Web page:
Julie had worked for earning money and also has the intention to save money. She travelled around Western Australia, the Northern Territory and North Queensland for three months with her saving while staying hostels. After that, she found a work in the Perth coffee shop. A rented accommodation was being shared by her with friends. While backpacking, she met these friends and lives for three months in Perth.

The case shows Julie was only busy in moving from place to another with the intention to work and save money. She decided to return to his home on 16 June 2015 and moved back to Vancouver. She wanted to apply in the United Kingdom for the working holiday and started to work to save money for the next adventure.

In Australia, Julie stayed for 9 months and her behaviour depicted that she was a visitor. The main purpose of her was to enjoy the holiday, earn money from a different location and also saved money. While she was in Australia, she had not treated any of the places as if it were her home. Julie returned to her home where she was living before her visit (Edwards & Mitchell, 2008). According to the Australian Taxation Law, Julie is considered to be non-resident of Australia.                  

Assessable income for the year:

In Australia, if an individual works then he or she has to pay tax on the income earned during a year. The taxpayer has to lodge the tax return which is depended on how much income is being earned in a year. The first income up to $37000 of the working holidaymaker is taxed at the rate of 15% and at ordinary rates is applied for imposing a tax on the balance amount. Most of the people who visit for a working holiday in Australia are considered as the foreign residents for the tax purposes  (Harvey, 2009).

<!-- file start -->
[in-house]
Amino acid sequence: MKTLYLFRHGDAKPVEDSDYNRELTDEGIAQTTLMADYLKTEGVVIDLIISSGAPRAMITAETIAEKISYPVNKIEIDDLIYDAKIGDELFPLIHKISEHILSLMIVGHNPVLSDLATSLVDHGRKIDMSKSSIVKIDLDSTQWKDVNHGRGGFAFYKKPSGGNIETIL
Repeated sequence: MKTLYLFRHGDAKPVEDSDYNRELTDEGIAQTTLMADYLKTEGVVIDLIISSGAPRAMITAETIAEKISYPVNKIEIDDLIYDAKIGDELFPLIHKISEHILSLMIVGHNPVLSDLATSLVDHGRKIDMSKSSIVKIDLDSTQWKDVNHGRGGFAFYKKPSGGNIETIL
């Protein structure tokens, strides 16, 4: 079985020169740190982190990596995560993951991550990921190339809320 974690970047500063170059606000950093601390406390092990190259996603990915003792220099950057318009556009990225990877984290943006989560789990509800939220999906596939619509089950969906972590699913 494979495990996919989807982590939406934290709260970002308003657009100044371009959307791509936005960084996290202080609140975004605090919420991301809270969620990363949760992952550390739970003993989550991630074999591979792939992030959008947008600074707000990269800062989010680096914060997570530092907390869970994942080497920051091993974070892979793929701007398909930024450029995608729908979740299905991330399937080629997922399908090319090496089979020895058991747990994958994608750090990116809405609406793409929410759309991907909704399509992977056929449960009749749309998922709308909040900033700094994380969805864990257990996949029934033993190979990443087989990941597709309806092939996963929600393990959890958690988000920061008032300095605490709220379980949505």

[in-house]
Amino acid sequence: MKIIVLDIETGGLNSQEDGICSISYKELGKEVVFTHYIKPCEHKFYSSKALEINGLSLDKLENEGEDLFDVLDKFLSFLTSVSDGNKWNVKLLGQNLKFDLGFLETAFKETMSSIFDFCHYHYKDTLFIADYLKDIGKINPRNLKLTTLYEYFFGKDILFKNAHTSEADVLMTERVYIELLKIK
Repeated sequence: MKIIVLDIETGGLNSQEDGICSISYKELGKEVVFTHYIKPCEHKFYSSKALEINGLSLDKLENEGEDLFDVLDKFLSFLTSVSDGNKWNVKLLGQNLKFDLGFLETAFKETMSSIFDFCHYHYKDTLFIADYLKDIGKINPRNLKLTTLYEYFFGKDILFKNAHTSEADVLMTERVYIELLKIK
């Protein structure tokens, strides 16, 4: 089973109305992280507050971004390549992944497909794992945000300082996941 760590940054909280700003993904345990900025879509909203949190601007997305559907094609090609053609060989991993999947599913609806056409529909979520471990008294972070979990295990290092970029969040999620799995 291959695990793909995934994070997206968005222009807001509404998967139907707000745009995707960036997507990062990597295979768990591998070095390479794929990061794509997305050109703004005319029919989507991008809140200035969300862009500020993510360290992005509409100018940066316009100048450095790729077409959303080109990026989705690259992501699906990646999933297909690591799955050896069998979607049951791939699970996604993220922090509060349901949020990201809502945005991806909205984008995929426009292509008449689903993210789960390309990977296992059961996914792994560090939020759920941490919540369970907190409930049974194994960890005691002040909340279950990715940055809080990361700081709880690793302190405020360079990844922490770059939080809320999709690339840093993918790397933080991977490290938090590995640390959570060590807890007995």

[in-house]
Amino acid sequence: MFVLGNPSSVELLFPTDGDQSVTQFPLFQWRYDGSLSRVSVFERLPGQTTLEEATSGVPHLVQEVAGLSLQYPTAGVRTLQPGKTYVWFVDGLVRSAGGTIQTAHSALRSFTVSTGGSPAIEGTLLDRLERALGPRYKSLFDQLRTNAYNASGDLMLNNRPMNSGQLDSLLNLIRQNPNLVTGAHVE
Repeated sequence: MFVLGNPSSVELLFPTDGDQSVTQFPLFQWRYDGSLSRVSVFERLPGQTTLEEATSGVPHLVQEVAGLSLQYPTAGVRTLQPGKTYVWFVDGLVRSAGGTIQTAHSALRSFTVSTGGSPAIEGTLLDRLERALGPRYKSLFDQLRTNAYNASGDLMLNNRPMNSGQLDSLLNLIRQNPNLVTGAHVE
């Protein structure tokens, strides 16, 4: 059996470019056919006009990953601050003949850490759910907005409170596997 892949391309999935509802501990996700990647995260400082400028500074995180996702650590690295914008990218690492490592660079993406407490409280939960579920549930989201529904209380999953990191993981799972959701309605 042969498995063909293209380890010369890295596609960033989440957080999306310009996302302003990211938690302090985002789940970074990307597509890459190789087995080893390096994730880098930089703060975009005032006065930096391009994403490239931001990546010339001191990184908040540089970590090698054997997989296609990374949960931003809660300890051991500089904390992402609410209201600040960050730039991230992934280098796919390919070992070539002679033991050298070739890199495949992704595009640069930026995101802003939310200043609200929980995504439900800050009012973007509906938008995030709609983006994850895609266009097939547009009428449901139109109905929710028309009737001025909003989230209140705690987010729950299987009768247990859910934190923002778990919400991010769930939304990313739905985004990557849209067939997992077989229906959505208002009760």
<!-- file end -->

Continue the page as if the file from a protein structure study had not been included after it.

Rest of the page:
The amounts that would be included in the assessable income of Julie for the year are as follows:

  • In Bundaberg, the salary was paid by the fruit grower for an amount of AUD $6000.
  • The interest on Julie’s Australian bank account of amount $180.
  • The sale of the excess sleeping bag, clothing and other personal goods on eBay of amount $220 before leaving Australia.

The assessable income consisted of the money earned in Australia by Julie. The income earned in Canada is not considered as assessable income as per the Australian taxation law. Prize worn by Julie is not considered as the Australian Taxation Law. The Australian Taxation Office has directed the rules for considering the assessable income for a working holiday in Australia (Patterson, 2009).

References

  • Amatucci, A. (2012). International tax law. Alphen aan den Rijn: Wolters Kluwer.
  • Barker, D. (2007). Essential Australian law. Abingdon: Routledge/Cavendish.
  • Coleman, C., Hart, G., Bondfield, B., McKerchar, M., McLaren, J., Sadiq, K., & Ting, A. (2013). Australian tax analysis. Pyrmont, N.S.W.: Thomson Reuters (Professional) Australia Limited.
  • Edwards, C., & Mitchell, D. (2008). Global tax revolution. Washington, DC: Cato Institute.
  • Harvey, C. (2009). Cornerstones of Australian law. Prahran, Vic.: Tilde University Press.
  • Patterson, D. (2009). Tax. [Wellington, N.Z.]: NZLS, Family Law Section and Property Law Section.
  • Woellner, R., Barkoczy, S., Murphy, S., Evans, C., & Pinto, D. (2016). Australian Taxation Law 2016. Melbourne, Vic.: Oxford University Press.